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Discussion Starter #1
I just purchased a Aspen Classic that has electric brakes, but the the person that bought it new never used them because of problems he had heard about them.
I would like to hear what most people that own these type of trailers opions are; are they good, bad, unsafe or what? :?

Wht lightning
 

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I've never had electric brakes on a motorcycle pull behind trailer, but I do have them on my truck. You probably know this already, but the controller for the brakes can be adjusted for how much braking is applied. From what I've seen, camping trailers are pretty heavy and I think it would be a good idea to have them for heavy trailers. They would take some getting used to, especially in corners.

Good luck.
 

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I have heard good and bad out of having brakes on these campers. I personally think it is a good idea considering the weight of the campers. Most of the group that has campers, have these brakes on them. I just wonder about how long before you have to service them.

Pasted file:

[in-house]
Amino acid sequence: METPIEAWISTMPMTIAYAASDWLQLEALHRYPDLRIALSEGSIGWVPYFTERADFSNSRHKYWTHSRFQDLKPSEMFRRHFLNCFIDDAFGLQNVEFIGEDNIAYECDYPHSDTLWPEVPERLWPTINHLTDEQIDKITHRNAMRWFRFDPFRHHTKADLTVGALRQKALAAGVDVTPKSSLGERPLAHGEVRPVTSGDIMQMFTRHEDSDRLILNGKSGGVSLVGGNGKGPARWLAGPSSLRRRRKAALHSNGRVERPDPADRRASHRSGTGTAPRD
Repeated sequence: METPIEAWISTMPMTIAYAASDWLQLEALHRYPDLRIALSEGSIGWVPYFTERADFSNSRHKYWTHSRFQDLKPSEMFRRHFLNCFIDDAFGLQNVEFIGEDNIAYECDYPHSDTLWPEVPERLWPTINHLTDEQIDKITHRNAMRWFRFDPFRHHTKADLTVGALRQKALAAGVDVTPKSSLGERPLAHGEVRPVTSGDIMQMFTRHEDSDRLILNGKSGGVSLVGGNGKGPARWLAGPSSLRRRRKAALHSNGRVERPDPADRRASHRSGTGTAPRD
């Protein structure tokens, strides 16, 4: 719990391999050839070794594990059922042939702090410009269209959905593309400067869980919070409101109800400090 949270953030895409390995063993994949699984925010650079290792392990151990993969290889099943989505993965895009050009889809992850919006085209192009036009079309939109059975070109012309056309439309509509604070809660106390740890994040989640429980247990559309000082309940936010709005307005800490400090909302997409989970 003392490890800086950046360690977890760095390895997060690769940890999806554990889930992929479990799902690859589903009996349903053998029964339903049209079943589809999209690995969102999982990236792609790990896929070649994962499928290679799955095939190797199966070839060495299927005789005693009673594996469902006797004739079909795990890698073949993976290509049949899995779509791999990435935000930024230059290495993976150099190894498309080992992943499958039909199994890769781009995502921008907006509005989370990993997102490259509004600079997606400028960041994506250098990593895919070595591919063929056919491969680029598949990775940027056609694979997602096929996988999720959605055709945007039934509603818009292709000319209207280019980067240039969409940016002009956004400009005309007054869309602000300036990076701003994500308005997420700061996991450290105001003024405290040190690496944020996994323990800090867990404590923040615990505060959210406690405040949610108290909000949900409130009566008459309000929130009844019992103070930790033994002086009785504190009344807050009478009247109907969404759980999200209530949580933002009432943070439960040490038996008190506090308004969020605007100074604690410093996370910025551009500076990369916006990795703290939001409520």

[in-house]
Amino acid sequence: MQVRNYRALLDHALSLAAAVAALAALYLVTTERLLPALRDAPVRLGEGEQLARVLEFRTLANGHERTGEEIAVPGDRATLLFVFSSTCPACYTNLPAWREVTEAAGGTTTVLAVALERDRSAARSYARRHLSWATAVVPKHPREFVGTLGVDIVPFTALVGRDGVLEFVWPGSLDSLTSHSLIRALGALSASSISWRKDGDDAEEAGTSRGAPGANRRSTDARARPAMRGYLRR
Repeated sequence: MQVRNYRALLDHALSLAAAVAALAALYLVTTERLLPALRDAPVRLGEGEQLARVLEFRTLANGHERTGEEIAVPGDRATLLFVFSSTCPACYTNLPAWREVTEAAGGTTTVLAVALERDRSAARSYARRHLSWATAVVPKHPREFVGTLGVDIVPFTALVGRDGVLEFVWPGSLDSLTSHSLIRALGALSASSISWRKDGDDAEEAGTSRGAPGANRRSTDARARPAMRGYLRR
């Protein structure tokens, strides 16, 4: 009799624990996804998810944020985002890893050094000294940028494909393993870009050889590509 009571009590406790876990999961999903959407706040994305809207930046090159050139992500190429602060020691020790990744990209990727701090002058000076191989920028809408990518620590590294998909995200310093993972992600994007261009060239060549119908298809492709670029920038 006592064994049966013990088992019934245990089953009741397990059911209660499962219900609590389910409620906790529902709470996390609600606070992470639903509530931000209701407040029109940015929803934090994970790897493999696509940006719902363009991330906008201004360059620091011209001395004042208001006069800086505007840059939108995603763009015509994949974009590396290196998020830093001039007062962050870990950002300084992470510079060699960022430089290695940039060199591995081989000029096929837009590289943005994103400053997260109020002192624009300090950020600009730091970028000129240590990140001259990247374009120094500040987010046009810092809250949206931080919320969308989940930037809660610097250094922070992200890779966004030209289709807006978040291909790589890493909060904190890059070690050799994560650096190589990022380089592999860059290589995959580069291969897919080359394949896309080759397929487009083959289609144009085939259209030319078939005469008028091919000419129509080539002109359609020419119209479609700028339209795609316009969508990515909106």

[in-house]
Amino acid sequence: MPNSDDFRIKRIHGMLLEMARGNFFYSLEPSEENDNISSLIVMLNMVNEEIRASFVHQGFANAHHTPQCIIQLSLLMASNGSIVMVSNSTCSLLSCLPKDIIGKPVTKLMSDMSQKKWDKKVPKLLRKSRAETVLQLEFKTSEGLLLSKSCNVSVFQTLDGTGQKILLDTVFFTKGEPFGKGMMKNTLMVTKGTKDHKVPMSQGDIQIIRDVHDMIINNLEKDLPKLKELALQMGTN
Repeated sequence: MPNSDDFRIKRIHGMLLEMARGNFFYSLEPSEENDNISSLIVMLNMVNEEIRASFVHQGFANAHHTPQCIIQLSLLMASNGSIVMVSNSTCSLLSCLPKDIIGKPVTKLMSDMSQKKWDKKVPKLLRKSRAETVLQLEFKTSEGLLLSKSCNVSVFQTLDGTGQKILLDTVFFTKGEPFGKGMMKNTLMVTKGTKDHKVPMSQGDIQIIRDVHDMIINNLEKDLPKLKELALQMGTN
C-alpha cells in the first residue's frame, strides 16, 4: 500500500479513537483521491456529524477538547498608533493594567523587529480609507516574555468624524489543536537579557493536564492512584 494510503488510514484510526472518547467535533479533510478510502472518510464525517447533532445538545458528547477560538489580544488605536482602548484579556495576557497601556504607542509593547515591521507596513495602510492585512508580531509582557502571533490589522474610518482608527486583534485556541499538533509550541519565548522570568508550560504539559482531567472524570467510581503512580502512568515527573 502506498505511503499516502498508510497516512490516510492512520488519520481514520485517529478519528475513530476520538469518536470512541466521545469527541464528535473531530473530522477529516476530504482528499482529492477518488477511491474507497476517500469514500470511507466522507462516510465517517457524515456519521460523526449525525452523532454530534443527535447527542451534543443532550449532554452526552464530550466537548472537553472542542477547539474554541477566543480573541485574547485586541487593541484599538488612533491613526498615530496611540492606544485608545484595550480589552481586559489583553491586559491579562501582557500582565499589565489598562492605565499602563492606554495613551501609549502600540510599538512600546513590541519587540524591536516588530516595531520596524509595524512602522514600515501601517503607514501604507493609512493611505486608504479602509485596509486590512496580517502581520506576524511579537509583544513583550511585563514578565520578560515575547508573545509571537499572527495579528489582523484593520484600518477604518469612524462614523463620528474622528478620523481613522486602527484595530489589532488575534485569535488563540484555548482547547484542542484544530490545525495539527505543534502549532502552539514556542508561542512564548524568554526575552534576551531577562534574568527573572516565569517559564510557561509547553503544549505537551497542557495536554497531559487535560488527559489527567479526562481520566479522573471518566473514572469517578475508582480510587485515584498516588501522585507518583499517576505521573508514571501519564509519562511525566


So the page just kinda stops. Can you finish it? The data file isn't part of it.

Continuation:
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Trailer brakes

I have an Aspen with trailer brakes which when I bought it were never used by the original owner. I used to work for the Bell Tel and have lots of driving with various trailers and riding experience. I put a regular trailer brake modulator on the bike in a manner that I could adjust it if necessary and I wouldn't ride without brakes all the way around.
The big benefit is that the bike isn't taking all the weight in a stop and the modulator allows the option to increase the braking force or reduce it if the trailer load is light. On wet pavement is notch it down a bit so there is no posibility of a rear skid on wet surface and of course I drive according to the road conditions. I now keep the moduator on its side in the left hand drivers box and very seldomly adjust.